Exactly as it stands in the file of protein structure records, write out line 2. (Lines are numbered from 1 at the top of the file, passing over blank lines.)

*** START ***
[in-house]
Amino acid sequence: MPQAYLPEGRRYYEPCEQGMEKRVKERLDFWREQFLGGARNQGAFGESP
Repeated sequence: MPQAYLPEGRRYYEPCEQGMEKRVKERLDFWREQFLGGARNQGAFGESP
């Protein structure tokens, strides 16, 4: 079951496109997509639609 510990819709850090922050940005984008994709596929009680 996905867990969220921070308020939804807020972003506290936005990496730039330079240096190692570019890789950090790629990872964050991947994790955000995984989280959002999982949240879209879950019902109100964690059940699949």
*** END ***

Amino acid sequence: MPQAYLPEGRRYYEPCEQGMEKRVKERLDFWREQFLGGARNQGAFGESP